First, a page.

Even though the disciples now understand “the purpose of the departure, Jesus goes still further in verses 3 and 4 and gives them some pacification about the announcement.
And if I go and prepare a place for you I will come again and receive you unto myself; that where I am there you may be also. (4) And where I go you know, and the way you know.
If they could believe that He was going away to “get things ready” for them, they could just as readily believe that He would come back. Within six weeks they would see Him physically rise into the clouds so it must have become even easier to believe that He would come back. And notice how personal that return will be: “I will come again and receive you to myself”. . .” I think we could all agree that if we could just be personally with Jesus it wouldn’t really matter where we were would it? And that is exactly what He is saying here! But in addition to that, it will be in heaven. This personal “return” of Jesus happens every time a believer dies. When Jesus told the story (not parable) of the rich man and Lazarus in Luke chapter 16, He said that “angels came and can carried him to Abraham’s bosom.” But this passage seems to indicate that Jesus Himself also comes for us.
Now all of this taken together tells us what death is: it is that time when Jesus has our “room”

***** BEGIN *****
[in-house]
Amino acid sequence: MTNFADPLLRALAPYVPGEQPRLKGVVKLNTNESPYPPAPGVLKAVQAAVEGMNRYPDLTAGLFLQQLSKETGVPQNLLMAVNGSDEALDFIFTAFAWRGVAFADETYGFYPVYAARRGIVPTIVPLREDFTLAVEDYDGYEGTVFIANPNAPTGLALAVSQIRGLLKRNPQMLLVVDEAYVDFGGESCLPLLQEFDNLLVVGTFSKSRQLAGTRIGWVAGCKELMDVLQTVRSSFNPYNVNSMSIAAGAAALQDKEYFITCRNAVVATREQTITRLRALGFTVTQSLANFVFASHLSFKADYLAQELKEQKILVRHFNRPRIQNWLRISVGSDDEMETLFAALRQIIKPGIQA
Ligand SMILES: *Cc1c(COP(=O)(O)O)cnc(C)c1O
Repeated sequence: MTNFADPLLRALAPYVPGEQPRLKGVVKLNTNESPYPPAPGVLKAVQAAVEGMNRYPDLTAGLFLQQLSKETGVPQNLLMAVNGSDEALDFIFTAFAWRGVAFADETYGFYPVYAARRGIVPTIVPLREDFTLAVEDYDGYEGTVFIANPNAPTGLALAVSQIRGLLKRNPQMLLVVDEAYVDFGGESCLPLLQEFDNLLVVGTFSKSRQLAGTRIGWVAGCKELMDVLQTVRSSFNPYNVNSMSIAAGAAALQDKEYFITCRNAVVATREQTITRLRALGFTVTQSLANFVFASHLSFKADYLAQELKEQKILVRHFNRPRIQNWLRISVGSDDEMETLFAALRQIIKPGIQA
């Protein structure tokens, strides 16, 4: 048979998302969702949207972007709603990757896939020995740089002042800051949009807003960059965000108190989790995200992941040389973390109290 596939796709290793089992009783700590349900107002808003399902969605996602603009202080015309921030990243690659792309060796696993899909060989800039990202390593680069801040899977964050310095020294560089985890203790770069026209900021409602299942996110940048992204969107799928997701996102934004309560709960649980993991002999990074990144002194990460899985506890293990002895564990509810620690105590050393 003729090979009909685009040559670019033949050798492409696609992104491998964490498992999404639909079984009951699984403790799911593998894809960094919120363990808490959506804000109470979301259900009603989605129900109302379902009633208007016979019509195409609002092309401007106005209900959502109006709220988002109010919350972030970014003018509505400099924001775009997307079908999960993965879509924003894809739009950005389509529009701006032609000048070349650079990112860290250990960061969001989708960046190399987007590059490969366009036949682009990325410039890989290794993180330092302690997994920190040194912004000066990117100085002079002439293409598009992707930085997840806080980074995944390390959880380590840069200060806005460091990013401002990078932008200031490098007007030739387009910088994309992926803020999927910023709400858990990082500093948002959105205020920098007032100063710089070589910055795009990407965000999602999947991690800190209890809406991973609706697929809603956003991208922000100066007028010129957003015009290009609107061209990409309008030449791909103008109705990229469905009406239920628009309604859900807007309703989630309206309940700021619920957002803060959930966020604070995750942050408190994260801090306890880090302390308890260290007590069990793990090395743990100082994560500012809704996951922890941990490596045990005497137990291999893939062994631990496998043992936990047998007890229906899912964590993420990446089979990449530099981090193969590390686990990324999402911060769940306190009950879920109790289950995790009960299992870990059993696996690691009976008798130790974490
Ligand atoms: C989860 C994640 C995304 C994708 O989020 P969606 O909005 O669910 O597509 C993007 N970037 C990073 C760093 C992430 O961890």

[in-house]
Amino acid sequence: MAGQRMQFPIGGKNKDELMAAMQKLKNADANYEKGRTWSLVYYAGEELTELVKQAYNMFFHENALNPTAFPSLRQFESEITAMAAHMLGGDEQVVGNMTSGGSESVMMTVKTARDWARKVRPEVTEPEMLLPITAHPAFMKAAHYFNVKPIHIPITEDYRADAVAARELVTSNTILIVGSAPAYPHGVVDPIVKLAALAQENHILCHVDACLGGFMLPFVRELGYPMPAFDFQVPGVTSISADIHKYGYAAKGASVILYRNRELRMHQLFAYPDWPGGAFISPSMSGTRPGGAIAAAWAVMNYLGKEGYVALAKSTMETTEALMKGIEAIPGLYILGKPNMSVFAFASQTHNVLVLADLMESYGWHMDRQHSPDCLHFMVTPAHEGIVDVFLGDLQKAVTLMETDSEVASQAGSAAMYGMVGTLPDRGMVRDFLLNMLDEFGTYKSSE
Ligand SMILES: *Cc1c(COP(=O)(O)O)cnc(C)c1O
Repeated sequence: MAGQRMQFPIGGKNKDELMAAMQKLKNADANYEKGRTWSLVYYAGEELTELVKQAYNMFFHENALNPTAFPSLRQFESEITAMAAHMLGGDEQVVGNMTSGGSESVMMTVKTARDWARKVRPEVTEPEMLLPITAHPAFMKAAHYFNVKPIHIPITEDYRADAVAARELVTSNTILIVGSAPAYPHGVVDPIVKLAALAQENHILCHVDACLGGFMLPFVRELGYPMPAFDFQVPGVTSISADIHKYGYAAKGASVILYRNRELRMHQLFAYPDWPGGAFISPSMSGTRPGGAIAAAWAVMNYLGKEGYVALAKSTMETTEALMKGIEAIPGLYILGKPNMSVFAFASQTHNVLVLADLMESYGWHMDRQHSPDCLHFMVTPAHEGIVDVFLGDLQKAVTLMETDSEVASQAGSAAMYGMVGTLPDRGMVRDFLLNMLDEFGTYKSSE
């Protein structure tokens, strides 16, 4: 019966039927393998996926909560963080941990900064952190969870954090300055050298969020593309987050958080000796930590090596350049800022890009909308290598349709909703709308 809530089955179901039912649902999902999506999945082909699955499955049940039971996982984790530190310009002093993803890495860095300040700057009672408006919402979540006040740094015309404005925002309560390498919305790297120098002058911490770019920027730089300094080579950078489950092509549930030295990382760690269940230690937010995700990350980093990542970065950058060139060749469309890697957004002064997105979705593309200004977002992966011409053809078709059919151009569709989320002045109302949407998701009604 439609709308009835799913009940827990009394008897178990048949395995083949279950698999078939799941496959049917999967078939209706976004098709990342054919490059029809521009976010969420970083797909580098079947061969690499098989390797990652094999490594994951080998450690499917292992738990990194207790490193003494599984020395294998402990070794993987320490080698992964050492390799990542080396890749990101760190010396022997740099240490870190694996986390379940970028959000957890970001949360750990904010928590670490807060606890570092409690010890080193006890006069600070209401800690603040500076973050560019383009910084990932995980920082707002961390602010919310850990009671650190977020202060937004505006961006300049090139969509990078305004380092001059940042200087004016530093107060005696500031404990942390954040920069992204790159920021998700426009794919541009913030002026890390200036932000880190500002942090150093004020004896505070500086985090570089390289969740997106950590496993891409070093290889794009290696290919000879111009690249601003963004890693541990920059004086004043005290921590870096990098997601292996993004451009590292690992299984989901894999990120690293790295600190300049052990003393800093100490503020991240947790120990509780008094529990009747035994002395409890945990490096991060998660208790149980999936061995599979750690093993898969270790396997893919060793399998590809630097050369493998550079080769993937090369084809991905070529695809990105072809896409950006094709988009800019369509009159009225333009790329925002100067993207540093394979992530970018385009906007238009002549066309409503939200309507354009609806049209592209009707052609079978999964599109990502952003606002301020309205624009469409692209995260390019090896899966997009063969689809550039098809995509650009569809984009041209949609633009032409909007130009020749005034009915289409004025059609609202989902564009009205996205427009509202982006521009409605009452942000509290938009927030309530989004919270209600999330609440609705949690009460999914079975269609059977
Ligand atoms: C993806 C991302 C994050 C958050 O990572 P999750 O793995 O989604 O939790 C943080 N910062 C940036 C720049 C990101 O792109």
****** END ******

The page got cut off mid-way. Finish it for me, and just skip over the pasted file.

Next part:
ready in heaven.” And the over-all context of the New Testament indicates that during the time that He is getting our place in heaven ready He is also getting us ready for it. But at the very least this tells us that God’s timing is a key element in death – whether we can understand it or not(too soon or to late.) And all of this has a tremendous bearing on the whole concept of euthanasia that is staring us in the face.
In addition to that personal return for us at death, Paul tells us in First Thessalonians 4:13 through 18 the He will return for a whole group of living believers at some point and usher them into heaven together. When you think about it, this concept of the Lord returning for us is what gives life its true meaning. And it is not just a passing mention – one out of every twenty verses of the New Testament refers in some way to the return of Christ. Because of these promises the only thing that ought to trouble the believer is personal sin. And even that He will forgive, and someday will even deliver us from it. This is what Paul refers to in Ephesians 1:18 as “the hope of our calling.” In addition,” Second Corinthians 5:10 And Romans 14:10 say that when we get to heaven we will face a judgment that will reveal everything we have ever done for Christ’s honor and glory. This is what motivates us to keep going even when no one around us understands what we are doing or why.
Second Thessalonians 1:5 through 9 says that there will also be a judgment of the unsaved and wicked dead when “God will take vengeance on them” and “these shall be punished with everlasting destruction from the presence of the Lord and from the glory of His power. This is the answer to all of the cruelty and wickedness that soften seems to go unpunished in our world. Those kinds of things should be punished as harshly as possible in human courts (and they get worse when they aren’t.) But take comfort in the fact that every evil deed will be punished by the very power of God at the last judgment!
Throughout the gospels Jesus exhorted the disciples to live by this promise as though expecting Him to come any day (see Matthew 24:36-51; 25:13; Luke 12:13 -58; 1922) And when enough Christians decide to live on the basis of this hope we will experience the same kind of power and testimony that the first Christians experienced.